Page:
Archive for March 2009
Seriously. Dude. Please come out of retirement and rock out for us one more time. I honestly don’t really care if you’re doing metal or some rock stuff, just grant us the privilege to hear that voice again. Some of your counterparts did it like John Arch and Michael Kiske and their stuff sounds pretty good. I know you still have the pipes.
I remember when I first heard Heretic’s Breaking Point and thinking, “Damn, this dude’s got a unqiue voice.” I really liked that album too. When I read that he had joined Metal Church to replace David Wayne (RIP), I was looking very forward to it even though I was a huge Wayne fan.
So Blessing in Disguise comes out and me and all of my metal friends were toally into it. They had a video on Headbangers Ball regularly (Badlands) and went on tour. When they rolled through my area of Virginia they did an in-store autograph signing at Tracks Records at Wards Corner. So some friends and I pile into CK’s truck (Alice) and head out there to meet the guys. They were super cool. Small crowd to meet them but it worked out to our advantage. Craig Wells and Mike Howe asked us to hang out after the signing to share some pizza with them. How cool?! So after the signing was completed, the band was allowed to get 2 CDs of their choice and then headed back upstairs for the pizza. Kirk Arrington was sick as a dog, looking like death warmed over. The other guys seemed healthy enough. They were great fun that afternoon and it was an experience I’ll never forget for sure.
That night we headed over the The Boathouse in Norfolk to see the show. It was Metal Church/Meliah Rage. Both bands kicked ass. We hung out with them again after the show outside of the tour bus. I have a slew of photos somewhere that I need to get scanned in.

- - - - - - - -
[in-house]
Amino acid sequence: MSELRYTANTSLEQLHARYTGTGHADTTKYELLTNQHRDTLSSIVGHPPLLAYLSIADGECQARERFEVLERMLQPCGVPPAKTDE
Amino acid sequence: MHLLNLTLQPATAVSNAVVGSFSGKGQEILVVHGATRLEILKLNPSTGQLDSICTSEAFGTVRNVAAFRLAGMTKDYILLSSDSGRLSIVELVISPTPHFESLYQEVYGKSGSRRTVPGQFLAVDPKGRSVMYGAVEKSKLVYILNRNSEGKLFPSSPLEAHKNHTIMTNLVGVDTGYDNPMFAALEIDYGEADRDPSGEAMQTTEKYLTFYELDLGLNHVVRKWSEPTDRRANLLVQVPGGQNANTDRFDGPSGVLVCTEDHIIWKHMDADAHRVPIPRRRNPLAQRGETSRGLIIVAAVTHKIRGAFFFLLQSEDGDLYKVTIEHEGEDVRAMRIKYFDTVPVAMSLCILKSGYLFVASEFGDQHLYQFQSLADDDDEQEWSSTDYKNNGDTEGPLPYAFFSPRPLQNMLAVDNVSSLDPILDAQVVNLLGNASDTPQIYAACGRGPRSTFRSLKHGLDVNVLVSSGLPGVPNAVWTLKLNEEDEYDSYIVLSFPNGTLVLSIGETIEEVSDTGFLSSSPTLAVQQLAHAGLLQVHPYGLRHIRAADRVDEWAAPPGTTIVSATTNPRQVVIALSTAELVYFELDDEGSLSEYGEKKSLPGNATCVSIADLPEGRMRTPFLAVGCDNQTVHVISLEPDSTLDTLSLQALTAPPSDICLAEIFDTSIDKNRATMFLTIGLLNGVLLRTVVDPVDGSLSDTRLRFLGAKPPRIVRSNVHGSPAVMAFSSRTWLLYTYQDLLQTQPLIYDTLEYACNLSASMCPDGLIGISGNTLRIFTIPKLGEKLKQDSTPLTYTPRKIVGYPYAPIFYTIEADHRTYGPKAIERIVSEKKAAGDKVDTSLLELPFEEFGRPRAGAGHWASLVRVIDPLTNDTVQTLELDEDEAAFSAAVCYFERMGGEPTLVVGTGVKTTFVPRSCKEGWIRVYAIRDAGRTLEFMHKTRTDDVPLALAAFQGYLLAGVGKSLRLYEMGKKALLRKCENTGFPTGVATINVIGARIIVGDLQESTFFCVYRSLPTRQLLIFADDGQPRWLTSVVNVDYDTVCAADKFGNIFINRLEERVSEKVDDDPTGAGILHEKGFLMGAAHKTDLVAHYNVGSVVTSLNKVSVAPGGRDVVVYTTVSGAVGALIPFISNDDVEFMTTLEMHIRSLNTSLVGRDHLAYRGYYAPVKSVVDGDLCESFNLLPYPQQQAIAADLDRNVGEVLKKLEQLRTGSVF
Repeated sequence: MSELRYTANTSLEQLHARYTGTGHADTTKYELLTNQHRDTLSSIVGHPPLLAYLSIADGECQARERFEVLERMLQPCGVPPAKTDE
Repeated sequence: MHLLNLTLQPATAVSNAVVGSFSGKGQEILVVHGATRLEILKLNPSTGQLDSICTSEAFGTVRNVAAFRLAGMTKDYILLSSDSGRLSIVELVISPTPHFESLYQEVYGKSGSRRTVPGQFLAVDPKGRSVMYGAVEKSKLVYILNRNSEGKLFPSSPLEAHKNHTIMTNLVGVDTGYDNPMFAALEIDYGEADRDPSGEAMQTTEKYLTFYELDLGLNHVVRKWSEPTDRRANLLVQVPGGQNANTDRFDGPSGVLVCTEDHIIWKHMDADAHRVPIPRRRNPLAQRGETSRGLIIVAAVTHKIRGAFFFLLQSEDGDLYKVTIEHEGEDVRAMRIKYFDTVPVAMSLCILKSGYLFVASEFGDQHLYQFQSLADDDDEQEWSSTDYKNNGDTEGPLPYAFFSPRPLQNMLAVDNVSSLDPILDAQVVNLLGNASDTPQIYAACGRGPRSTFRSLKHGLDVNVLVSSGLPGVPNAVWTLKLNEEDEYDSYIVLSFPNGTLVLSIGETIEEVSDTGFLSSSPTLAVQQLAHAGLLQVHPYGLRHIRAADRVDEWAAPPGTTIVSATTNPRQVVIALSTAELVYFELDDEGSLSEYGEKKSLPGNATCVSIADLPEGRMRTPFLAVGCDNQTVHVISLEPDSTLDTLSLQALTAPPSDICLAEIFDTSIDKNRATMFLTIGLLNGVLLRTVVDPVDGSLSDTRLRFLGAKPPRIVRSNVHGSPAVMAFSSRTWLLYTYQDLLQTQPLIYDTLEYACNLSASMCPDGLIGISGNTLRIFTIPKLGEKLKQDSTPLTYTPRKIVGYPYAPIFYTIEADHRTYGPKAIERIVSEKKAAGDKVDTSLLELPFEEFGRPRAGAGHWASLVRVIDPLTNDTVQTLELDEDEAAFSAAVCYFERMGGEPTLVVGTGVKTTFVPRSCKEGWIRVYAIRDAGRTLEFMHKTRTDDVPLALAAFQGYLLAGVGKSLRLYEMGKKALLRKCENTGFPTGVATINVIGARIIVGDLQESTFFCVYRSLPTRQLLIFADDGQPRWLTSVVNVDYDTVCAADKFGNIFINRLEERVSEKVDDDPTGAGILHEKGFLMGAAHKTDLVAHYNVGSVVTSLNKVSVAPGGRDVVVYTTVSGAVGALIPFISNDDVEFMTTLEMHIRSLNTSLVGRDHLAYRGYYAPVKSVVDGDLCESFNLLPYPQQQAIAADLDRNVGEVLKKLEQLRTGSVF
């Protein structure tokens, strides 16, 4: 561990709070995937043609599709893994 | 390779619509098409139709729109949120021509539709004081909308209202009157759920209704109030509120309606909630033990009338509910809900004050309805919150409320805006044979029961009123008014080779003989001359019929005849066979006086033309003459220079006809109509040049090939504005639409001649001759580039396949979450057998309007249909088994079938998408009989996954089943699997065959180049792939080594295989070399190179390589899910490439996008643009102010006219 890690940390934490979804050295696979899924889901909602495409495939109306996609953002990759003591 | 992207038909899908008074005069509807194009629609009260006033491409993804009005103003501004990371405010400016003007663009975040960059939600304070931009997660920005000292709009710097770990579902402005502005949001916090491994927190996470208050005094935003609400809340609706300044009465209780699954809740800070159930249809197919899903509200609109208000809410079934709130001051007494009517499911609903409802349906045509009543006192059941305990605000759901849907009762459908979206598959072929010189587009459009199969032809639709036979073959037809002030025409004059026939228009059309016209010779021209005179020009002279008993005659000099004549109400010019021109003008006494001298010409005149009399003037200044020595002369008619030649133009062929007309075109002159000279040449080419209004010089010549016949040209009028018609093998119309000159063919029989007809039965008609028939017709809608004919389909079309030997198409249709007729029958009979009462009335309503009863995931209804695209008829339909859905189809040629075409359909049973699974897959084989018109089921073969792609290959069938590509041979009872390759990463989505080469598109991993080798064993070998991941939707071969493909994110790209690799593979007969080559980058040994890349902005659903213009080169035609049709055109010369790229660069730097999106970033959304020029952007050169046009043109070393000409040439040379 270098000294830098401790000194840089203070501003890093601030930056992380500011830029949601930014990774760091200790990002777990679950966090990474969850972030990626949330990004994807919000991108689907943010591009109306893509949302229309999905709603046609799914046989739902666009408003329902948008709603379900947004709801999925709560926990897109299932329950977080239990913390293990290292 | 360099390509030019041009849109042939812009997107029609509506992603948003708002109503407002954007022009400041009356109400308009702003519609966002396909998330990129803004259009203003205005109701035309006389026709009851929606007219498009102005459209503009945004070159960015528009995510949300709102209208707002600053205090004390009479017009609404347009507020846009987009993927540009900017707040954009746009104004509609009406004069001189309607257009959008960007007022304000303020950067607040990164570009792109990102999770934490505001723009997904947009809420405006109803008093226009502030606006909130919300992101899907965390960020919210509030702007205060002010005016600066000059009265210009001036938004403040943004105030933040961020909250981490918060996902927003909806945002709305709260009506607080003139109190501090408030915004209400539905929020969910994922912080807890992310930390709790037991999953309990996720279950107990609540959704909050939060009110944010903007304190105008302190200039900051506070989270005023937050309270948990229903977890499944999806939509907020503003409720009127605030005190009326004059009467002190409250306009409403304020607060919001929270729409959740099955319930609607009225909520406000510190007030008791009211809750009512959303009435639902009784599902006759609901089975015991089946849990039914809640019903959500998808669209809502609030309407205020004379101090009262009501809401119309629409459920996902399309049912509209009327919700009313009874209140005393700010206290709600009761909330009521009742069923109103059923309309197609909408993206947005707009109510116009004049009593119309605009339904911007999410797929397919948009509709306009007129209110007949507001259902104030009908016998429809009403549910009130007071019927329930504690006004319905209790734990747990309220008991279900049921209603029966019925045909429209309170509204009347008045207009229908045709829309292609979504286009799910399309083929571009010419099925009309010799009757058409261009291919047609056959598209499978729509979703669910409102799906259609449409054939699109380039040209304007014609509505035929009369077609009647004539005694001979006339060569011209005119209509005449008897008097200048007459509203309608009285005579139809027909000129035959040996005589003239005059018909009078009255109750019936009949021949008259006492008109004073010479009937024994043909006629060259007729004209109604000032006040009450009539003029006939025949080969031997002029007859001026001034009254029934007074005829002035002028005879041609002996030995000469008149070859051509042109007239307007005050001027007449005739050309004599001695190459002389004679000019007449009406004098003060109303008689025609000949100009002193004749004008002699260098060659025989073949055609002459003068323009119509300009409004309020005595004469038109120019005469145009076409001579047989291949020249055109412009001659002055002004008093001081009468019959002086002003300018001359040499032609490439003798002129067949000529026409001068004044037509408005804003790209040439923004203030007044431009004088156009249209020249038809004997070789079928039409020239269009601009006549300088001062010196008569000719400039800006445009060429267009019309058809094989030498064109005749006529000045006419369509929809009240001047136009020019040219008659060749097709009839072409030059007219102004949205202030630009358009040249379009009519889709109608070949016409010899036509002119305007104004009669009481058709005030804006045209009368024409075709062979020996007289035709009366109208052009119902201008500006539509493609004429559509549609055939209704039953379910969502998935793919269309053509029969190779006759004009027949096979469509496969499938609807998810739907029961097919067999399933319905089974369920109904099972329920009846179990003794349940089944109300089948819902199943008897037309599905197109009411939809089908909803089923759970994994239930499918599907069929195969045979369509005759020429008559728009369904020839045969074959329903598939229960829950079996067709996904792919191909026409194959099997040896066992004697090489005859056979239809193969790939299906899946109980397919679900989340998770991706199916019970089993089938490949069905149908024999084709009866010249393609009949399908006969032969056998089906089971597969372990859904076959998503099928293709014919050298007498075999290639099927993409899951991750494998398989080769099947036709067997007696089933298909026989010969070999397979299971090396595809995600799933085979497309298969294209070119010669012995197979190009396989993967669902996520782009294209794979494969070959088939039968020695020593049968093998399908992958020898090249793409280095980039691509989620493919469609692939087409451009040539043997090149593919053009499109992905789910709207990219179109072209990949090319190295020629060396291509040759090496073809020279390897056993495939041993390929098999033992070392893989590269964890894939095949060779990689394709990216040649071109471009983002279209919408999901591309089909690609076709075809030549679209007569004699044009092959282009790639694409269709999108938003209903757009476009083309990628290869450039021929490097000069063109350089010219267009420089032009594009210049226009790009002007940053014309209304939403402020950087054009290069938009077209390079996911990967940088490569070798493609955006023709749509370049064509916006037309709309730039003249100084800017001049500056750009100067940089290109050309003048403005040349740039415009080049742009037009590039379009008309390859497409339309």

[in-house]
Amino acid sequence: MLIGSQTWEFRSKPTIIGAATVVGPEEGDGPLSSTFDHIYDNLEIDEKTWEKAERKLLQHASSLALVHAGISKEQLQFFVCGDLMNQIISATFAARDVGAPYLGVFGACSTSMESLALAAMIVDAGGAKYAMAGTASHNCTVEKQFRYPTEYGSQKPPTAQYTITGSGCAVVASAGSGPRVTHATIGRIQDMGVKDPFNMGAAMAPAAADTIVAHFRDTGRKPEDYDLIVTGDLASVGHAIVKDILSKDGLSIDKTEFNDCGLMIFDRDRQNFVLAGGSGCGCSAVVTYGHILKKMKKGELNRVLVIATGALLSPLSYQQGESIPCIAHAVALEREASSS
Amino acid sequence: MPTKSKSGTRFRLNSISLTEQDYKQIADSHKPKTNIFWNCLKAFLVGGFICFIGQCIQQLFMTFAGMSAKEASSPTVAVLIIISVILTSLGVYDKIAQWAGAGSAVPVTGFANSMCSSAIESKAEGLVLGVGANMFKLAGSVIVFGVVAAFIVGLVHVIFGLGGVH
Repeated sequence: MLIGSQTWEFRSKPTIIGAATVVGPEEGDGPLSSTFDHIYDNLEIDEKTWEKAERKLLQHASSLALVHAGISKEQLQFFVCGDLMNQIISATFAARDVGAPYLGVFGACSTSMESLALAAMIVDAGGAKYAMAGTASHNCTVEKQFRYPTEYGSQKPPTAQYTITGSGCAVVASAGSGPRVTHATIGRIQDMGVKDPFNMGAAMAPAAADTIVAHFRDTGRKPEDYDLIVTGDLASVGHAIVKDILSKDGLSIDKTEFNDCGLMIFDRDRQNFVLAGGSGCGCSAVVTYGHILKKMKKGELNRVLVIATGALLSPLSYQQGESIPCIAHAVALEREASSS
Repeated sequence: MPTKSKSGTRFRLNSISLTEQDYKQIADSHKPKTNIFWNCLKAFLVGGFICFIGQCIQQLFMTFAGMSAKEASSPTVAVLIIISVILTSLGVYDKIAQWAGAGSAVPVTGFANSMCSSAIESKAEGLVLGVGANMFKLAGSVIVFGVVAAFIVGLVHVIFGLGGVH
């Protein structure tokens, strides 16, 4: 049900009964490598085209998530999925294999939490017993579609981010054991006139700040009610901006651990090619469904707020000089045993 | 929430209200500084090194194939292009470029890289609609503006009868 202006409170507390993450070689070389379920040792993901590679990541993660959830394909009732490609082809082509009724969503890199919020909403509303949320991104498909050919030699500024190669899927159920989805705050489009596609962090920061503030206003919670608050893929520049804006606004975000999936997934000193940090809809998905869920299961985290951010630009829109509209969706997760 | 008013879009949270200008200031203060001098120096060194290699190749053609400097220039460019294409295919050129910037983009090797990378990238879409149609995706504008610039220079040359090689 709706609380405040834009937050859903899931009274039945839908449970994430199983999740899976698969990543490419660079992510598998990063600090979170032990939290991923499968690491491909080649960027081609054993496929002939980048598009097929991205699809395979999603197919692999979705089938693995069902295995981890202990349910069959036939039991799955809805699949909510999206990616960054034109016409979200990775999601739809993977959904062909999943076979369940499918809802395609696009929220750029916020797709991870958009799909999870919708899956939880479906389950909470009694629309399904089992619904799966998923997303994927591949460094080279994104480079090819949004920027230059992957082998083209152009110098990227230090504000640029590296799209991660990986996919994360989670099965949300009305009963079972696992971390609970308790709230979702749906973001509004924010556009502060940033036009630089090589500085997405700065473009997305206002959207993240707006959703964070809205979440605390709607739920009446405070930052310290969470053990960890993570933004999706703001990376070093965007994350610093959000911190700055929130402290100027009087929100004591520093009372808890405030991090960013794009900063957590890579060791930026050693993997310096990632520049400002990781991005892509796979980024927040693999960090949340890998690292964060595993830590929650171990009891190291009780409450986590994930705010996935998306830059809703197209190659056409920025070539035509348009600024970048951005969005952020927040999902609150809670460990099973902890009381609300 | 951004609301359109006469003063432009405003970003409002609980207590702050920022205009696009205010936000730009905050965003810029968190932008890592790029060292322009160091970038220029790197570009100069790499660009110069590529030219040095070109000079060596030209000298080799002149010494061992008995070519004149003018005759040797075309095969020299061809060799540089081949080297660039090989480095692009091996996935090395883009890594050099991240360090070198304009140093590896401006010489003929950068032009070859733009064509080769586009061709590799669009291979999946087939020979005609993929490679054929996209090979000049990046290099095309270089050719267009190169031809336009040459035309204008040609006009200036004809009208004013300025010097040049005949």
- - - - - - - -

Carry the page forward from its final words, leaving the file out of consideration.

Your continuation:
I ws looking forward to the Human Factor album but was greatly disappointed when it came out. Honestly I cannot tell you the name of any song besides Date With Poverty and I really don’t even remember how it sounds. I should revisit that one, eh? When I saw Hanging In The Balance came out, I was pretty much disinterested and didn’t bother picking it up until years after its initial release. I have to say that I was pleasantly surprised by it. Good production and the songwriting was good. I think the production on Human Factor is what turned me off. It seemed too muddy for me.
Shortly after the Balance tour, Mike was gone. What a pisser that new was. I remember reading an interview with him within the last 8 or 9 years and he said he’s hanging out in Kentucky or Tennessee doing carpentry work. Wait, isn’t that what John Arch is doing too?
So please, Mr. Howe…please come out of retirement and give us one more.
Written by The Metal Files
March 30, 2009 at 1:02 pm
Tagged with badlands, blessing in disguise, craig wells, david wayne, duke erickson, hanging in the balance, headbangers ball, human factor, jim marshall, kirk arrington, metal church, mike howe, norfolk, the boathouse, the metal files, tracks, virginia, wards corner, www.themetalfiles.com
One of my older brothers, Robert, was a pretty big influence on me musically in my pre-teen years. He was the one who got me into KISS, Priest, RUSH, Uriah Heep, The Stones, The Who and thankfully Alice Cooper.
Now, I’m not the biggest Cooper fan in the world even though I own pretty much everything up to and including Constrictor. But some of his albums are very special to me…especially From The Inside. This seems to be one that alot of Cooper fans love to hate. For me it’s brilliant. Sure it got slick production and had songwriting credits from Bernie Taupin (Elton John) and guitar work from Steve Lukather (Toto). Philip Bailey even adds a cameo falsetto on the album albeit uncredited.
Throughout the late 70s and early 80s I spun this album a lot. I know every lick and sound on this album by heart. I can recite it in my sleep. When we lived on the farm, Thomas would come over from time to time and hang out and we’d spin this one. I remember he especially liked the closing track “Inmates (We’re All Crazy)’.
There’s not a stinker on here. As a kid I didn’t get some of the references on this album like this from “Nurse Rosetta”:
I’m suddenly twice my size
My pants are all wet inside
C’mon. I was under 12 years old, I had no clue. haha.